The increasing emphasis by researchers on the importance of social factors for growth has led institutions such as the OECD to question the former paradigm that lower taxes and a smaller state are the golden path to economic prosperity. More and more, the significance of the state guaranteeing high investment, supporting technological development, promoting social inclusion, ensuring good public health and fostering high education levels is being highlighted. It seems the Swedish economy has developed thanks to larger public commitments—not in spite of them.
At the same time, it is not a natural law that a larger public sector and more welfare policies provide better conditions for a productive economy. Ill-designed public commitments and corrupt institutions can be a leaking bucket for the economy. Wisely designed welfare commitments and public investments will however ‘irrigate’ growth.
The Swedish consensus approach, with a focus on a competitive market economy with far-reaching social policies, has been crucial to pool that political wisdom and achieve success. The consensus presumes the underlying public investments, benefiting business as well as citizens and social wellbeing. Yet it is being undermined by increasing social polarisation and broken welfare promises.
Today, we see serious threats to the continued success of the Swedish social model—notably the acceptance in the political system of a rapidly growing and significant deficit in investment (even maintenance), with instead the pursuit of fiscal economies. This underinvestment—despite a ratio of public debt to gross domestic product of only around 30 per cent, half the ceiling under the European Union fiscal rules—threatens economic efficiency and cohesion in the country.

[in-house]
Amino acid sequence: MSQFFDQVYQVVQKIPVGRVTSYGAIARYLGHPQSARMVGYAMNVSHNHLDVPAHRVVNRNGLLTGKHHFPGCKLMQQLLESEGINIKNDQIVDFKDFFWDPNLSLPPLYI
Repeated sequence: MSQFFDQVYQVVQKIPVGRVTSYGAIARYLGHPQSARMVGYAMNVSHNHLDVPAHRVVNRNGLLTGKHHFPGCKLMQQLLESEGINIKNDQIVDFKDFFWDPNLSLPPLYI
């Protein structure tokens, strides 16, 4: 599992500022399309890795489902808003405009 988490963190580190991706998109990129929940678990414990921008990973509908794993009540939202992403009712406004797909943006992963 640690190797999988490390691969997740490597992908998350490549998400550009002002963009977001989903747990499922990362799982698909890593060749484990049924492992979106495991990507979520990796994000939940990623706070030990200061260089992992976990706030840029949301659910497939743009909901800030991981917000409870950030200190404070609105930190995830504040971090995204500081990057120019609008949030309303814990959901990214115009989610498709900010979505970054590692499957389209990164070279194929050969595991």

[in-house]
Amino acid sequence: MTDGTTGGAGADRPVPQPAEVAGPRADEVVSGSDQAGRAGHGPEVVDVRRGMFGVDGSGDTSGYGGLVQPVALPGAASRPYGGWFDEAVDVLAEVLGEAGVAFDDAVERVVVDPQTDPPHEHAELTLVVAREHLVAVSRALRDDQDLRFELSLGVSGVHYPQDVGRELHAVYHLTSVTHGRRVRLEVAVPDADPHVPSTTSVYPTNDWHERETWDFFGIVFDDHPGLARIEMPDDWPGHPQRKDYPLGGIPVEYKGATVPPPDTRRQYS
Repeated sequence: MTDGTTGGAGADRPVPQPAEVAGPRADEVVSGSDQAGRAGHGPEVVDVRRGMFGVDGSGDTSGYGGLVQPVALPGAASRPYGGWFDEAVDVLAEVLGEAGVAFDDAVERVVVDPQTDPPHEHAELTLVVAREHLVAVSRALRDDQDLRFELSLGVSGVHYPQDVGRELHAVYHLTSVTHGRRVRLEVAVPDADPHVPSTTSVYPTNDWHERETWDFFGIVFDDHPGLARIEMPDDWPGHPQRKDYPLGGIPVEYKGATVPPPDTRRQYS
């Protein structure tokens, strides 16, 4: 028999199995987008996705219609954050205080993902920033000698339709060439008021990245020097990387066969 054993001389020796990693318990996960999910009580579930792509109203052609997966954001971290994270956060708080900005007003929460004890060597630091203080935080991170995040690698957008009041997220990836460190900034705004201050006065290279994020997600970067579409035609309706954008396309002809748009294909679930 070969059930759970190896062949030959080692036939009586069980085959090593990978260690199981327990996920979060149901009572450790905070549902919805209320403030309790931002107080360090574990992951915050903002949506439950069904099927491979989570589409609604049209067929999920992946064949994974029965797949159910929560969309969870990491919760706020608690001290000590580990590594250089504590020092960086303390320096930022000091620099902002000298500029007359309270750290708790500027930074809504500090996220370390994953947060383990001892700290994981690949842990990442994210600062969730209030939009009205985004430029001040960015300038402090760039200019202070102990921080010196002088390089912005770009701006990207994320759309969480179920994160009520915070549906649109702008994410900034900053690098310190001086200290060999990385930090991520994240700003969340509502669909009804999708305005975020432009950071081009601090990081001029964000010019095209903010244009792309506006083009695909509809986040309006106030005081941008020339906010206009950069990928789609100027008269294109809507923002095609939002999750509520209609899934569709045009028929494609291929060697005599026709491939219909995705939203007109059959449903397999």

From within the Swedish business community come calls for record investments in roads, railways, water and sewage systems, infrastructure, 5G telecommunications, electricity and energy. Additionally, there is an enormous housing shortage, we need to invest heavily in the climate transition and—with Sweden joining the North Atlantic Treaty Organization—the defence budget will have to reach 2 per cent of GDP. Finally, the country’s welfare systems are deeply anaemic, unemployment insurance only provides a basic income and schools and universities are significantly underfunded.
Clearly, today’s fiscal framework prevents the state from contributing its share of these investments. For ideologues in the business world, however, this presents an excellent opportunity to steer Sweden towards even more privatisation and deregulation, lower tax rates, reduced public commitments, greater income disparities and lower social mobility.
On this there is however a deafening silence from the pragmatic part of the business community and the trade unions—despite the fact that lack of investment threatens the competitiveness of business as well as real wages. This is crucial for Sweden’s future and more voices—clearer and more resolute—must join the debate.
Sweden can no longer rely on past achievements. The state must be allowed to borrow substantial funds for the social investments needed to ensure the prosperity, welfare and quality of life of future generations.
And that is a universal truth—not only for Sweden.